## Ph.D. Research

### The Sieve Problem in One- and Two-Dimensions

My Ph.D. Research is concerned with the development of tools and techniques for solving systems of simultaneous congruences—a.k.a the congruential sieve problem—in both one- and two-dimensions.

Though many problems in number theory can be reduced to an instance of
the congruential sieve problem, one problem in particular—that of
*primality proving*—is examined in detail.

In previous work, we provided numerical evidence for a conjecture that primality may be proved with complexity $(\log N)^{3+o(1)}$ using quantities known as pseudosquares and pseudocubes. My Ph.D. thesis examines an alternate definition of pseudocube—the Eisenstein pseudocube—which leads to a more efficient primality proving method for primes $p \equiv 1 \pmod 3$. In particular, I:

- develop the notion of an Eisenstein pseudocube, and an associated primality proving algorithm;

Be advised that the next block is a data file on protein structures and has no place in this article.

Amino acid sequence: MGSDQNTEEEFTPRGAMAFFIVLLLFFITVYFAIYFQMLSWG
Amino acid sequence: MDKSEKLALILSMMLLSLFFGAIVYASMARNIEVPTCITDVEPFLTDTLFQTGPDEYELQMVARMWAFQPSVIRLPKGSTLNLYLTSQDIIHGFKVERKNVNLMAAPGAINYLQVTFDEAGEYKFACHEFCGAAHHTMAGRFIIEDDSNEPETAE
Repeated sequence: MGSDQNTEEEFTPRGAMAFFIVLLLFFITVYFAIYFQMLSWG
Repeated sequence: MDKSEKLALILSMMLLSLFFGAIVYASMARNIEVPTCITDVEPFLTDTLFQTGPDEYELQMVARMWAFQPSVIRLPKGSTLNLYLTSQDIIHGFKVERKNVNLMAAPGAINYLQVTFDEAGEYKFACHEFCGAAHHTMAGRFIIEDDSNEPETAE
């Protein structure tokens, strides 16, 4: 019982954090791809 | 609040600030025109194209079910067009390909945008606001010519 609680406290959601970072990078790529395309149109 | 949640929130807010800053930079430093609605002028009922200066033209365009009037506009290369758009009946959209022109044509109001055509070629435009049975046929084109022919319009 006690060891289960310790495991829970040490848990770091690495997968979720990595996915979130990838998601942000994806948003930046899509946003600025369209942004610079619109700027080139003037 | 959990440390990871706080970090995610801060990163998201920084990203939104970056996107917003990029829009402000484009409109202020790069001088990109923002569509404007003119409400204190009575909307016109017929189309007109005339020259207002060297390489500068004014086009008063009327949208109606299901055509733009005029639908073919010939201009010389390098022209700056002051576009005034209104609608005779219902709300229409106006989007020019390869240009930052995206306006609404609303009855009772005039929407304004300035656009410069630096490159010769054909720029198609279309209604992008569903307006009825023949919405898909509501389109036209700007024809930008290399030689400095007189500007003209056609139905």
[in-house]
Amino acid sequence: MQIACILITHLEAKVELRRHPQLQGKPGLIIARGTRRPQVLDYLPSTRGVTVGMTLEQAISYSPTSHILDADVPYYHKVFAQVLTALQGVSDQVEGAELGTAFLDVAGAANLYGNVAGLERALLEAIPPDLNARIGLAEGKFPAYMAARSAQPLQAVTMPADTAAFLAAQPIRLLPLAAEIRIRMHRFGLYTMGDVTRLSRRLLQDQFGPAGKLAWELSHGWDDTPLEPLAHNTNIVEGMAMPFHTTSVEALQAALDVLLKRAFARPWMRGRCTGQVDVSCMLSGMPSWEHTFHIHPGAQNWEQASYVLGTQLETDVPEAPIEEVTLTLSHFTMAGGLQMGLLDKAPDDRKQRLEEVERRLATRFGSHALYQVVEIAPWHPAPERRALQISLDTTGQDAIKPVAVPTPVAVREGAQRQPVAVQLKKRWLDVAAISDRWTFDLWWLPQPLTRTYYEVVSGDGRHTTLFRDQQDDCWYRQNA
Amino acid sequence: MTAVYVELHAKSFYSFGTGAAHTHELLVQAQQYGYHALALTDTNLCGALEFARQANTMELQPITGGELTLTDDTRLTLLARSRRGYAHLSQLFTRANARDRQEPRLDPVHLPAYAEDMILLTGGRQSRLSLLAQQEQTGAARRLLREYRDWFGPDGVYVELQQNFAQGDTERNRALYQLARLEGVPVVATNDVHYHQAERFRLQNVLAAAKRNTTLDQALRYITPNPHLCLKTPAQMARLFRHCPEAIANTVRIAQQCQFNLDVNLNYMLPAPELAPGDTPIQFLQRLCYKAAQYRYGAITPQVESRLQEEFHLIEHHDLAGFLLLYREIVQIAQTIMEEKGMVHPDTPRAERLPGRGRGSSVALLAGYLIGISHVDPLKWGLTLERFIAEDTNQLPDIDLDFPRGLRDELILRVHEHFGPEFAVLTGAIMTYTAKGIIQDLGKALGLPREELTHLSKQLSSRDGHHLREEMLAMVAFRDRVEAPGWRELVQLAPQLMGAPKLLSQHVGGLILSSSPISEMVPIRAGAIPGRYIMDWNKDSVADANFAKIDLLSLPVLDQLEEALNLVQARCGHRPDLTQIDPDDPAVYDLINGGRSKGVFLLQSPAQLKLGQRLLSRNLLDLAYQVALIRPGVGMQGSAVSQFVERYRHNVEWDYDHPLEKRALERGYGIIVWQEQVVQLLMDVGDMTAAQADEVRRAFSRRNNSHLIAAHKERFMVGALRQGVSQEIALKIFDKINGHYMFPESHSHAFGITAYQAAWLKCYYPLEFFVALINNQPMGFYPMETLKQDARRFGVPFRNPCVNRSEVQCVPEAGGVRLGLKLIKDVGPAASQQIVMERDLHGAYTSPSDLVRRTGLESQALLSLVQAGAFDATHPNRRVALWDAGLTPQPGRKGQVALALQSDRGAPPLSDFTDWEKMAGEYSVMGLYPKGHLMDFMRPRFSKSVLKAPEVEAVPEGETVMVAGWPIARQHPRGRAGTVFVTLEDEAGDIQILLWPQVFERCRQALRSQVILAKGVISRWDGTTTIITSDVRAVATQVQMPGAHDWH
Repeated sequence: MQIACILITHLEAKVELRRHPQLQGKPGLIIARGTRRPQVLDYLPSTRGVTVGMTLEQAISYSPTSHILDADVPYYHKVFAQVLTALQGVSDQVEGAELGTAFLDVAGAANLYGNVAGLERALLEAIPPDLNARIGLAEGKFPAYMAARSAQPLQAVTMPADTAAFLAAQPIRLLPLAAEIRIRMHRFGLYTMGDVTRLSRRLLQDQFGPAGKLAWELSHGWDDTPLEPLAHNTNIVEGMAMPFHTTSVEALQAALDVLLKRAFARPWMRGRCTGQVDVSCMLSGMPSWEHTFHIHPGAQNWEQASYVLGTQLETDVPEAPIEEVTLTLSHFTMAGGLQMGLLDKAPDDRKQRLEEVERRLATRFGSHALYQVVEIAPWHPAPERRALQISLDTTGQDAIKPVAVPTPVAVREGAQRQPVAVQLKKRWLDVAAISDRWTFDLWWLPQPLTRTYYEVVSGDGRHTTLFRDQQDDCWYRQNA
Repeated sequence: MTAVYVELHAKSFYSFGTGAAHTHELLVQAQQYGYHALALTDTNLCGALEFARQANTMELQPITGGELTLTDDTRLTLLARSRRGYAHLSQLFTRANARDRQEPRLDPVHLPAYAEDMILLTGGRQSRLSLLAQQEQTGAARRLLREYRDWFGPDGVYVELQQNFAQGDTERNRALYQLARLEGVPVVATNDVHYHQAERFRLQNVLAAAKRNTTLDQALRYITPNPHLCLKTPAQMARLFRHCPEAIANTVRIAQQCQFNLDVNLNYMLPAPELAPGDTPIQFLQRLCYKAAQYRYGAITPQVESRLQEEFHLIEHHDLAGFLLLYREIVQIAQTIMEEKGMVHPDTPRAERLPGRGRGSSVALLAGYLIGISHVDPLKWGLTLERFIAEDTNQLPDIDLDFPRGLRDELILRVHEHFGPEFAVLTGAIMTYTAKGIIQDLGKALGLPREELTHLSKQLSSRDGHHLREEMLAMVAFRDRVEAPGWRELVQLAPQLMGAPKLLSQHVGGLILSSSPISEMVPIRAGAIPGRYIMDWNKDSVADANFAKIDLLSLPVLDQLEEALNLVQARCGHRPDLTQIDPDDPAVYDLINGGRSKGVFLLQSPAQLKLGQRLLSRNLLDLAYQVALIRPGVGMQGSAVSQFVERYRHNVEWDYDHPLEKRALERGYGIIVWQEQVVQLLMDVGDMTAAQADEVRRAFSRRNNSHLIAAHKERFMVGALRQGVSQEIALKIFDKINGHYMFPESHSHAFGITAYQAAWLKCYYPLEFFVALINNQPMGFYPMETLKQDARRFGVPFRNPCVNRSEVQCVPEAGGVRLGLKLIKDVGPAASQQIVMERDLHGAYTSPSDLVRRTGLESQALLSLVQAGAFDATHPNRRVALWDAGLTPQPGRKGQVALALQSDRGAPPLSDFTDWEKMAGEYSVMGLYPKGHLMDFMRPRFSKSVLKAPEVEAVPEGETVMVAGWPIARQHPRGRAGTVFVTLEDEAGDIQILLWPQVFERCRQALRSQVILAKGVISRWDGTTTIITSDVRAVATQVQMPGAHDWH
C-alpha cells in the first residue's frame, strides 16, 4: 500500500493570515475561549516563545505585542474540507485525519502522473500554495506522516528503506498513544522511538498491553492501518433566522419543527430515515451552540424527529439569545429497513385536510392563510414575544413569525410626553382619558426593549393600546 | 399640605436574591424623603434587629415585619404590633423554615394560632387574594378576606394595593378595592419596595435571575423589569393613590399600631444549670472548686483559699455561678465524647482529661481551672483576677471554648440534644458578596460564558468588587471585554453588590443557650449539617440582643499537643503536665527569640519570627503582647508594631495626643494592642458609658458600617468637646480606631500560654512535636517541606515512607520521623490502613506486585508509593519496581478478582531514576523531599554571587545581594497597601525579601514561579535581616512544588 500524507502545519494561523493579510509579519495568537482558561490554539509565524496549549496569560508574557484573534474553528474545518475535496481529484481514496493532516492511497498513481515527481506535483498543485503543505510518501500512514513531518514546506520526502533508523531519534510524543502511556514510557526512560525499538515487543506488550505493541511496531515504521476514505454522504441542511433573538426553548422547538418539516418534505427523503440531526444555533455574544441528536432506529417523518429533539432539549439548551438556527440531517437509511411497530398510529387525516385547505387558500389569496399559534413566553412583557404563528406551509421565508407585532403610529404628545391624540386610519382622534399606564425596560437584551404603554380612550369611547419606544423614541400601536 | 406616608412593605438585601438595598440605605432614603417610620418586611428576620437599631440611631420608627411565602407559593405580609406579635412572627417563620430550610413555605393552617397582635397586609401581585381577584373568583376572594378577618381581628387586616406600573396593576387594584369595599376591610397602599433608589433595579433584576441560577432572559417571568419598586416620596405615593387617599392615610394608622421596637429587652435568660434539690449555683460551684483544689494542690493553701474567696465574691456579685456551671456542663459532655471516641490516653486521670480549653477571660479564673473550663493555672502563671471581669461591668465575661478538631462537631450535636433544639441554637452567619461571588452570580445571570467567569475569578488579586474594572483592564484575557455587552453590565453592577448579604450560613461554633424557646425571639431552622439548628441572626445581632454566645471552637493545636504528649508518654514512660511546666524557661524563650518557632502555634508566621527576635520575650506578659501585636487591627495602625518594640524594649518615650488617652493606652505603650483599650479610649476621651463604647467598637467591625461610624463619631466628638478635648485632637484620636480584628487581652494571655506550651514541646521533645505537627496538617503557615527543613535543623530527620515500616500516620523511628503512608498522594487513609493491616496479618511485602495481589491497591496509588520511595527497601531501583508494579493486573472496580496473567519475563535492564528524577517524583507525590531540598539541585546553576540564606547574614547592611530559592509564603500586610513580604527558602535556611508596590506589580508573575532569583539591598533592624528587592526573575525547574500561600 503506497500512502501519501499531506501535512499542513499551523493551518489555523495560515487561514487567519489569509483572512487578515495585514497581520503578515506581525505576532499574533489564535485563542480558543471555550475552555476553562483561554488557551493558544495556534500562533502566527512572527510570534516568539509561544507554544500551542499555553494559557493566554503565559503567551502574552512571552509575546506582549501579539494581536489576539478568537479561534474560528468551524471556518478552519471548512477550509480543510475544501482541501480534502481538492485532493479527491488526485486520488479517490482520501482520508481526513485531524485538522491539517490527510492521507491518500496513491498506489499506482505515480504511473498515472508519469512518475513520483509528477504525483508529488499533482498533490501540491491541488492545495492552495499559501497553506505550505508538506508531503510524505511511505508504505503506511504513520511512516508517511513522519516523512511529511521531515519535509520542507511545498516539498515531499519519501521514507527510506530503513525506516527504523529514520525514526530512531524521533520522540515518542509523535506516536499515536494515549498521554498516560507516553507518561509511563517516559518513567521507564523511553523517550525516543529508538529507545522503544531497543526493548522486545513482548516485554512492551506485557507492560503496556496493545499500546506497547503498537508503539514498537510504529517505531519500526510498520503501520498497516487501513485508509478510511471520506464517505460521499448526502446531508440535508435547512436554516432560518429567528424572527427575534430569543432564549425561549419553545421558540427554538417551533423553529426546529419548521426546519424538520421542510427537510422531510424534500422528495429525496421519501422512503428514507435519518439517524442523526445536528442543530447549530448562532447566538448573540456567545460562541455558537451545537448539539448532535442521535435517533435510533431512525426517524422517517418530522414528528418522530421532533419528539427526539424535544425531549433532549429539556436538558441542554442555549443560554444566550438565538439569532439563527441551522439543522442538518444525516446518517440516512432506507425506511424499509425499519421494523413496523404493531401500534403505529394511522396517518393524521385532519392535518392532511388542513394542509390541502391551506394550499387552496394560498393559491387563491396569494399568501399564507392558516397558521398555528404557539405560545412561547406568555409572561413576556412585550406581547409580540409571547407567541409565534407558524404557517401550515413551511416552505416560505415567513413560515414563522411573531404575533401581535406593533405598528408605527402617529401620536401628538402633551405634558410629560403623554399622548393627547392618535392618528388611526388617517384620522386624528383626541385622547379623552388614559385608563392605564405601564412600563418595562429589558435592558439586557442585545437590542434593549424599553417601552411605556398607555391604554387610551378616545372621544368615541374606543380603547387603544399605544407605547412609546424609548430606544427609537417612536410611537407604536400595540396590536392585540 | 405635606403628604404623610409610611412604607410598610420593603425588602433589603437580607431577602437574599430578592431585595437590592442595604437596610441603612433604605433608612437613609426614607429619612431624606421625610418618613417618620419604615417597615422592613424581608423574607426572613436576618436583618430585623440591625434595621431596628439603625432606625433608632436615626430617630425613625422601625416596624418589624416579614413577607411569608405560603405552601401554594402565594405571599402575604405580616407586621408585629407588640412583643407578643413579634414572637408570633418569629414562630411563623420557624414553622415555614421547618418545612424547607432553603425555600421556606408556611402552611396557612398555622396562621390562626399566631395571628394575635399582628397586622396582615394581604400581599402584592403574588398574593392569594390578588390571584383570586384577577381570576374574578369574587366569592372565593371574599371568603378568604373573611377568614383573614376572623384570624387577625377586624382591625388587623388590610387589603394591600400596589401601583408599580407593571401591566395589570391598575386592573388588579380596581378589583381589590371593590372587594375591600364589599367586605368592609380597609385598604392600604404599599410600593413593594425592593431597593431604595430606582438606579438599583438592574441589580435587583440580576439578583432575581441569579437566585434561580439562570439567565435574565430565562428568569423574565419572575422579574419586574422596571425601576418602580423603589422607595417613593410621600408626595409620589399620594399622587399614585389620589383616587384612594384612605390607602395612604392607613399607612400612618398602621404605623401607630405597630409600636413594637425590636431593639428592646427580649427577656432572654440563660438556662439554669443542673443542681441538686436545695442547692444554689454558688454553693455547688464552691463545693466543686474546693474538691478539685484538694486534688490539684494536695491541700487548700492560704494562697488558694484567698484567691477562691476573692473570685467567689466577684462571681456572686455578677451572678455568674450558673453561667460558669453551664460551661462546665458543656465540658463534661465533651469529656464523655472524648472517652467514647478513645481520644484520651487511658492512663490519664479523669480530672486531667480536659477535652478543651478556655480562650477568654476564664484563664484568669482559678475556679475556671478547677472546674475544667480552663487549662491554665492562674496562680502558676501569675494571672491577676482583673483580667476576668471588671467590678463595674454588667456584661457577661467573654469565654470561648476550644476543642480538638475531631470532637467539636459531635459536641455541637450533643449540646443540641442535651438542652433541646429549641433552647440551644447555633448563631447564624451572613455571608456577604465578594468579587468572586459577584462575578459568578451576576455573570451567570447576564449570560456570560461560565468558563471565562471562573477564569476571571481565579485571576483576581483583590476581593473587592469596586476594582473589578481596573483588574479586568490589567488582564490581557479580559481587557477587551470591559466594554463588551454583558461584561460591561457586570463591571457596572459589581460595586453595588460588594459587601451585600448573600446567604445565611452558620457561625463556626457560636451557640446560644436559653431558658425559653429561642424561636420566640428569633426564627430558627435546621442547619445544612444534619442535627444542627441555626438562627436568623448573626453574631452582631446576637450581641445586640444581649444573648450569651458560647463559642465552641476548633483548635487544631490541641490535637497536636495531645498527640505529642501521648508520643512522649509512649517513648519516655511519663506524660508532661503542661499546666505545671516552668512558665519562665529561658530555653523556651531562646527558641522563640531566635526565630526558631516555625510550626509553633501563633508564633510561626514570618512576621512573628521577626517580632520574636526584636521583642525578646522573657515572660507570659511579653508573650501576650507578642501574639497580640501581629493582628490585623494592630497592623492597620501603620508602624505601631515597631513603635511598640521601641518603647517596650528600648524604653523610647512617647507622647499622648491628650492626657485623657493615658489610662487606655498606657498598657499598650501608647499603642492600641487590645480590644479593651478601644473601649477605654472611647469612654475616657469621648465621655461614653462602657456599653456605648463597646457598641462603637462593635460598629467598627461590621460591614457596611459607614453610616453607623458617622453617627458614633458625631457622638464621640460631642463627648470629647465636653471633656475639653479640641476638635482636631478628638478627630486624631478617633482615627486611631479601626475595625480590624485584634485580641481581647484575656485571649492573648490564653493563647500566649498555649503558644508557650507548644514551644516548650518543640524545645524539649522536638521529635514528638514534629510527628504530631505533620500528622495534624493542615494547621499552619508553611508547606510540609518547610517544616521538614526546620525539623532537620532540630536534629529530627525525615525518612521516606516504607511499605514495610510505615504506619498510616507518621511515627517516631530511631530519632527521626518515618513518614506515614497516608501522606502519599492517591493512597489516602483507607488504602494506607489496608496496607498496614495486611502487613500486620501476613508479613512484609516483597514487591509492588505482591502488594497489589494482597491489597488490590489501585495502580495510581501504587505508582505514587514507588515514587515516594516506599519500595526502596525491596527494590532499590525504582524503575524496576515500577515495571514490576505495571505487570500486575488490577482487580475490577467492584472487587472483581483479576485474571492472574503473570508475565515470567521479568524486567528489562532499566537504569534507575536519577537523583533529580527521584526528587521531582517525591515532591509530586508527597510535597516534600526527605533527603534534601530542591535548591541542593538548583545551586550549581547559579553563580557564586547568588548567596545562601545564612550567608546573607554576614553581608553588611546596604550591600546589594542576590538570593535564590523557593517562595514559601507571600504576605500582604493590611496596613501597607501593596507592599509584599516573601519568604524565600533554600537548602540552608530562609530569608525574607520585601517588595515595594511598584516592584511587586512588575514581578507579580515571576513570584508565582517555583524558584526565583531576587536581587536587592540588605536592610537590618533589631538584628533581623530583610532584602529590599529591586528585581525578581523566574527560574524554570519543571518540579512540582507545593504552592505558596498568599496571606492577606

- reduce the problem of finding Eisenstein pseudocubes to an instance of the two-dimensional sieve problem;
- extend the CASSIE toolkit to solve instances of a two-dimensional sieve problem;
- develop a general-purpose hardware framework for implementing custom computing devices on Xilinx FPGA devices;
- design and implement FPGA-based sieve device using this framework;
- evaluate the performance of the prototype hardware for solving two-dimensional sieve problems; and
- enumerate Eisenstein pseudocubes using these tools.

Kjell Wooding. The Sieve Problem in One- and Two-Dimensions. Ph.D. Thesis. University of Calgary (2010).